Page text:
Risa, who hosts Short Stories on Wednesday, has switched things up a bit this year to add a little excitement to the event. One of the new elements is that the last Wednesday of every month will be theme-based. Risa comes up with a word or idea and we read a story (or several stories) to match. This time around, the theme is ‘letter’. We are to interpret that anyway we please. I love the idea, mostly because, when deciding on a story to read, this gives you a definite direction to look in but it’s still broad enough so you don’t feel limited.
A couple of weeks ago Mel U had done an excellent guest post on Breadcrumb reads about Indian short stories and one of the author’s he mentioned was Rabindranath Tagore. I’ve read a couple of Tagore’s translated poems and maybe a short story or two very long ago but nothing since then. Happily, this week’s theme gives me a chance to revisit Tagore.
A Wife’s Letter
This is an epistolary story i.e. the story unfolds within a letter. Mrinal writes the letter to her husband of 15 years. As she reminisces on her past and their life together we learn of their arranged marriage when Mrinal was a mere child of 12. Her husband’s family, though not outright cruel, are mostly indifferent to her, as is her husband. Her beauty is considered her only asset and her intelligence is treated as an affliction. Then one day, Bindu walks into their home and family. Bindu is the orphaned, unwanted younger sister of the family’s eldest daughter-in-law. Mrinal takes the scared and abused girl under her wing and starts to care for her. Bindu in turn, adores Mrinal and the two create a sort of parallel world of their own. But then Bindu’s marriage is arranged to a mentally unstable man and she is to have no say in the matter. Mrinal tries to fight for her but is powerless in the face of her family’s adamant insistence. What follows is heart-wrenching to say the least.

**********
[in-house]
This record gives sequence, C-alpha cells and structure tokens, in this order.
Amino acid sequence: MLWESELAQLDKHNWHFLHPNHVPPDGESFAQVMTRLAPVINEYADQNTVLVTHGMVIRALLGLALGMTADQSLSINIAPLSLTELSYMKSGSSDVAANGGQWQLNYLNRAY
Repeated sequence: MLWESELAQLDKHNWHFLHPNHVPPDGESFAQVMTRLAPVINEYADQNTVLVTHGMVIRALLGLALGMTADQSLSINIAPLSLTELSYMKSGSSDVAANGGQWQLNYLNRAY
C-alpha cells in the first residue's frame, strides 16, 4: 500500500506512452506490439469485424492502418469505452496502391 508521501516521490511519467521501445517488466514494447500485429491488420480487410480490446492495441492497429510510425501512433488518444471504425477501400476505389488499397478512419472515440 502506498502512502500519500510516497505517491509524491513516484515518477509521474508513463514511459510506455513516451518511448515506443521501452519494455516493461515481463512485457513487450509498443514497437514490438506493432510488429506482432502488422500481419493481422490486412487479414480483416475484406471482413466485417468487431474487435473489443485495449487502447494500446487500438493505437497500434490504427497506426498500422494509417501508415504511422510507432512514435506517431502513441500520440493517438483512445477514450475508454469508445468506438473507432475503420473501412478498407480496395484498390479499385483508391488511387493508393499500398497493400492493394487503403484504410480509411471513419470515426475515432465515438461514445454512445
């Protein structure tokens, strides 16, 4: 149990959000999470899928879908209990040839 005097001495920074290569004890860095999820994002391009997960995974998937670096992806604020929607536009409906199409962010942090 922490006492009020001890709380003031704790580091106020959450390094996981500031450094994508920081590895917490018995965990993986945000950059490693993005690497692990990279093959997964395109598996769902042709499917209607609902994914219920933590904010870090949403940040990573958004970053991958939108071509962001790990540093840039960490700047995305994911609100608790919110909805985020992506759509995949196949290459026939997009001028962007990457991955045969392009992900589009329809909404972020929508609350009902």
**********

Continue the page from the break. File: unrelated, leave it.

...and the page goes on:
“In Bengal no one has to search for jaundice, dysentery, or a bride; they come and cleave to you on their own, and never want to leave.”
The first thing that strikes me about this story is that it is one of those rare ones where a male writer writes in a female voice and gets it so absolutely right. I’m not being sexist here; it’s equally rare for women writers to write in a male voice without sounding contrived. Even though the culture and era that the story is set it in may be alien to most, Mrinal is recognizable and she wins your sympathy and respect right off the bat.
If you would like to read this story, you can find it here.